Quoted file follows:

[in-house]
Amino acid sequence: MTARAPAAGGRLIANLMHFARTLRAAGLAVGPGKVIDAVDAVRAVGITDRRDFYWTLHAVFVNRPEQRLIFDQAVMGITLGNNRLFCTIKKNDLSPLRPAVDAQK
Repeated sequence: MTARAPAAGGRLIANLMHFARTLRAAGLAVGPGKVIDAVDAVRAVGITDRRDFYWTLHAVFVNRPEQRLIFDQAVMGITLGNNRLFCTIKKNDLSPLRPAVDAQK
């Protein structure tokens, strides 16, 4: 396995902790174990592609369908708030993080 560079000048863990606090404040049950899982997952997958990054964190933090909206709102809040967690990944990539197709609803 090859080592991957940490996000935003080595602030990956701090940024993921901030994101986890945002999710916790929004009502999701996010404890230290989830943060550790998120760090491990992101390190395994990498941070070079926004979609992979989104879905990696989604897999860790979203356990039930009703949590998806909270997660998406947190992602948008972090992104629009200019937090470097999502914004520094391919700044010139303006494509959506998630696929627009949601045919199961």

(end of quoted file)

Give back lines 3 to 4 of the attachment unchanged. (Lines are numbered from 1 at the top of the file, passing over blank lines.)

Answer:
Repeated sequence: MTARAPAAGGRLIANLMHFARTLRAAGLAVGPGKVIDAVDAVRAVGITDRRDFYWTLHAVFVNRPEQRLIFDQAVMGITLGNNRLFCTIKKNDLSPLRPAVDAQK
């Protein structure tokens, strides 16, 4: 396995902790174990592609369908708030993080 560079000048863990606090404040049950899982997952997958990054964190933090909206709102809040967690990944990539197709609803 090859080592991957940490996000935003080595602030990956701090940024993921901030994101986890945002999710916790929004009502999701996010404890230290989830943060550790998120760090491990992101390190395994990498941070070079926004979609992979989104879905990696989604897999860790979203356990039930009703949590998806909270997660998406947190992602948008972090992104629009200019937090470097999502914004520094391919700044010139303006494509959506998630696929627009949601045919199961």